However, ignoring the rural market is hardly a solution. With rising aspirations and exposure to rural users are now aware of the vast potential of 4G mobile broadband in transforming their lives. Besides, rural consumers have evolved and are ready to experiment and spend a little more than earlier. All this is apparent from the relentless expansion of fast-moving consumer goods in the rural markets. Experts agree that there is a latent demand for mobile broadband services in the countryside and it can be a significant revenue generator for operators, if handled intelligently.

What can operators do to address the rural 4G demand?

Operators usually try to replicate the urban model of network deployment in the rural sector. However, this strategy is not likely to succeed. The rural market is vastly different from the urban setting in terms of population spread and usage. A cost-effective network deployment, which entails low maintenance cost and does not compromise on quality of service, is required in the country’s hinterland.

The adoption of innovative technologies can ensure that rural users are able to access networks and benefit from high speed 4G services. There is also a push from the government to provide 4G or high speed broadband services in the rural market. Digital India is one such initiative, which was launched with the vision of connecting the unconnected.

The good news is that operators can adopt new technology concepts such as virtualisation to provide ultra high speed 4G rural connectivity while safeguarding their profitability. Operators across the globe are adopting virtualisation to bring down costs and reduce the dependence on heavy hardware. Further, virtualisation provides the much-needed agility and flexibility to the network and helps in the faster roll-out of new services.

Indian operators can also utilise the modernised version of 2G technology, which incorporates the benefits of network function virtualisation (NFV) and software-defined networking (SDN). It consumes less power and covers much more area, making it apt for the rural segment. Further, it can be easily managed by the local community, thus bringing down the cost of network management. Operators can leverage NFV and SDN to cost efficiently expand in the rural market. Since it is powered by latest concepts, it empowers service providers to smoothly migrate to 4G whenever the market is ready for it.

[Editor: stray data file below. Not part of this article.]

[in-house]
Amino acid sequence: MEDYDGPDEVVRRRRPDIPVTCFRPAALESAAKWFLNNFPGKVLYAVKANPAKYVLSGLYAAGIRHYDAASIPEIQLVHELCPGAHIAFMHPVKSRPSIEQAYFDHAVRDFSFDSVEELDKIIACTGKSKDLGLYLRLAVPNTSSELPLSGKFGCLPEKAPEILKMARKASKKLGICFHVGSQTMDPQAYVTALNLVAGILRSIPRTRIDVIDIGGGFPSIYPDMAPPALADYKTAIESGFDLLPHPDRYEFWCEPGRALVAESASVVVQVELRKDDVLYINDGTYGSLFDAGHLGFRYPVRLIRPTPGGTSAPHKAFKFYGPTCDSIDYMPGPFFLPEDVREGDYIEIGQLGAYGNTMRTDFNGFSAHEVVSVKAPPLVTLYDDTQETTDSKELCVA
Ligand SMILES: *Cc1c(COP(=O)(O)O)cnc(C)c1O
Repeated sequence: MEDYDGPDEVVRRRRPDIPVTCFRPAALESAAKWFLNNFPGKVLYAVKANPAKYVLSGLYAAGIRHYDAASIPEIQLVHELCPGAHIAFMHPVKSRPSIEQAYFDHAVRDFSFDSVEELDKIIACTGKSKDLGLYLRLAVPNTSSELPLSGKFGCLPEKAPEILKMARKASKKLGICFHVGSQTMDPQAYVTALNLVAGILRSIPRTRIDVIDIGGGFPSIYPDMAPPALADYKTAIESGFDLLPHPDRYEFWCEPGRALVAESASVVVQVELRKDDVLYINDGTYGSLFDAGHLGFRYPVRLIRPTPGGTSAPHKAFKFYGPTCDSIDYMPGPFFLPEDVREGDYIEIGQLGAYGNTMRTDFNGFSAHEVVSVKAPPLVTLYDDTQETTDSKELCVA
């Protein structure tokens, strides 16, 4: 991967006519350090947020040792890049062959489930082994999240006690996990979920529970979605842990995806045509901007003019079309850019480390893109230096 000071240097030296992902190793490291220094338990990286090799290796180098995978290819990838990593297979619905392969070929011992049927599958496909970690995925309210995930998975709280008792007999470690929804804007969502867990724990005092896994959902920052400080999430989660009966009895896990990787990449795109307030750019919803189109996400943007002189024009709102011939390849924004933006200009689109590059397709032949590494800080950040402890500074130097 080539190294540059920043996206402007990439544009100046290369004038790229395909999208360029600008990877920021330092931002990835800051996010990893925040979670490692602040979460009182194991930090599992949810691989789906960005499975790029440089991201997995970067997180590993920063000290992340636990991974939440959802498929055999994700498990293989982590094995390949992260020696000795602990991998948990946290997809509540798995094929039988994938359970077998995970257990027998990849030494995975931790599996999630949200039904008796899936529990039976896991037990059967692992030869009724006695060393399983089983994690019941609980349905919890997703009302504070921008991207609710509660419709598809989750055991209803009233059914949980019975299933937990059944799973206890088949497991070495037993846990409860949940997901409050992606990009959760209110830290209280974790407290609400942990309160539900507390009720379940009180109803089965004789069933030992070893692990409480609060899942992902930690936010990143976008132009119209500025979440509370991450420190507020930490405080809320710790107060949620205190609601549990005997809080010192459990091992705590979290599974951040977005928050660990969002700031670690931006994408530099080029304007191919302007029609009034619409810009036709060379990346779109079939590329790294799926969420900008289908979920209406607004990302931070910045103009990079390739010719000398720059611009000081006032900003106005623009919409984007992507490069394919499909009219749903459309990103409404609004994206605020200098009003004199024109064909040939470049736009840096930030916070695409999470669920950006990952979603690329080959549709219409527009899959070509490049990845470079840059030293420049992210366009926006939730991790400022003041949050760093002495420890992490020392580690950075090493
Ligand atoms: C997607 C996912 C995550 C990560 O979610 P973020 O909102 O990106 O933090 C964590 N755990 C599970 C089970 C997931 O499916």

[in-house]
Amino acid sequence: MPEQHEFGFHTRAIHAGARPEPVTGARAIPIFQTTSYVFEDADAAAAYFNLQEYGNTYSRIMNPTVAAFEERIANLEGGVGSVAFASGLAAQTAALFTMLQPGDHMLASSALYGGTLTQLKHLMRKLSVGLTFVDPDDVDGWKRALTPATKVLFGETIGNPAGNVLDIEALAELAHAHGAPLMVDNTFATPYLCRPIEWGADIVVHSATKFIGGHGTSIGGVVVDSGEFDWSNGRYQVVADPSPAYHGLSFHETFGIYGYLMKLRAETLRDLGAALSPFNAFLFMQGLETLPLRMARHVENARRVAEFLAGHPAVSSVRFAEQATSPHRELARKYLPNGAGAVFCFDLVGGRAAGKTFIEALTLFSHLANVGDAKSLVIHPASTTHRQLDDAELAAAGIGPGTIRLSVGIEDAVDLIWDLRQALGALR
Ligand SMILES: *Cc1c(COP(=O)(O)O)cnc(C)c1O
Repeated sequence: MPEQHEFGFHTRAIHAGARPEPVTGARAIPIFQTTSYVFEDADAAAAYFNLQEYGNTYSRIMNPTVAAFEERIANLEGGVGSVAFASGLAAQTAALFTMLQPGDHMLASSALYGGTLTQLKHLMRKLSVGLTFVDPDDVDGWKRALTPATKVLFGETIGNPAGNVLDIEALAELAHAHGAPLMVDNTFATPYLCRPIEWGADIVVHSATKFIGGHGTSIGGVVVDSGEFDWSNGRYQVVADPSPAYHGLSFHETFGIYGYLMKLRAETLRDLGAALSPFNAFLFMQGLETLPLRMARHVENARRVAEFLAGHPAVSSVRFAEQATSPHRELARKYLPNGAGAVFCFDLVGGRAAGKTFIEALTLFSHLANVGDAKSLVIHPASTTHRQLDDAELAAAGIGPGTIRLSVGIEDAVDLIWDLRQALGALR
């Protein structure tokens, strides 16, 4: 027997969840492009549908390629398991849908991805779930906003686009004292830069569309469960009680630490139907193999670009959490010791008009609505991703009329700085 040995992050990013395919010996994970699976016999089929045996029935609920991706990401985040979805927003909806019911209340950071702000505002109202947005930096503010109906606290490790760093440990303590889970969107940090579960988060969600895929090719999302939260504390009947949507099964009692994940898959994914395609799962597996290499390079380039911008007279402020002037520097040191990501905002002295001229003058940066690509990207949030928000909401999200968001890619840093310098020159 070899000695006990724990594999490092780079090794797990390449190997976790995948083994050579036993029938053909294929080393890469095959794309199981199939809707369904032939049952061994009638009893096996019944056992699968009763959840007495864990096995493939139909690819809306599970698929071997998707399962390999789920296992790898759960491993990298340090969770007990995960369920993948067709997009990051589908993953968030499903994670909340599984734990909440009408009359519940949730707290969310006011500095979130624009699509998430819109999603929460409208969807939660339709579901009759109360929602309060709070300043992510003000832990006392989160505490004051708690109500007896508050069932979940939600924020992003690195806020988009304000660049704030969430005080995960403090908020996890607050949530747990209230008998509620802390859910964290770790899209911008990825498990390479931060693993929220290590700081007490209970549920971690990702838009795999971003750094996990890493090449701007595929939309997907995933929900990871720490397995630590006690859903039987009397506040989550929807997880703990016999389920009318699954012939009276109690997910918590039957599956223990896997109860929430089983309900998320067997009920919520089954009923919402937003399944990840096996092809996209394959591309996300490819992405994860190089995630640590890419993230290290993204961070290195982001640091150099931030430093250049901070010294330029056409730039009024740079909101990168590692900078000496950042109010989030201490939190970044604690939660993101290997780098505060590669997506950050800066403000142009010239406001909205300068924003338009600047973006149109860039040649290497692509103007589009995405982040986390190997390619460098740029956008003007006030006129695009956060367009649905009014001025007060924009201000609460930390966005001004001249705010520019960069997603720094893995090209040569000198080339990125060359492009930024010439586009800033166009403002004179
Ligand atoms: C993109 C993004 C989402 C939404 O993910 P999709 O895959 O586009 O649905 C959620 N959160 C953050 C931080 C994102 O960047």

Going forward, virtualisation will also allow operators to transform from communication service providers to digital service providers. It will open up a host of new opportunities for them. It will also pave the way for the upcoming 5G technology. Indian operators have already started experimenting with virtualisation, and now it is time to leverage the concept to meet the mobile broadband requirement of the rural market.

Leveraging global experience

The problems faced by Indian operators are hardly unique. Service providers across the globe have struggled with rural expansion. Several carriers have adopted innovative technologies and strategies to meet the requirements of customers in the countryside.

A case in point is Telefonica, one of the largest service providers in the world. The operator recently completed a pilot based on programmable and open radio access network (RAN) to connect remote areas in Latin America. As part of its Internet Para Todos initiative, Telefonica used the converged wireless system (CWS) and the HetNet Gateway to provide data and voice services over both 3G and 4G networks to remotely located rural communities. CWS is a base station built with commodity off-the-shelf that brings together 3G and 4G access in the same form factor. On the other hand, the HetNet Gateway is a software-enabled open RAN architecture that simplifies network management by using standard-based and open interfaces between various network components. Together, these components significantly bring down the cost of network deployment in the rural segment while at the same time ensuring faster implementation and easier control of the network. Telefonica is just one example of an operator effectively using new technologies to tackle the long-standing problem of rural connectivity.

As operators in India embark on a mission to offer high speed 4G connectivity to rural consumers, the time is now right for them to leverage virtualisation and other innovative approaches.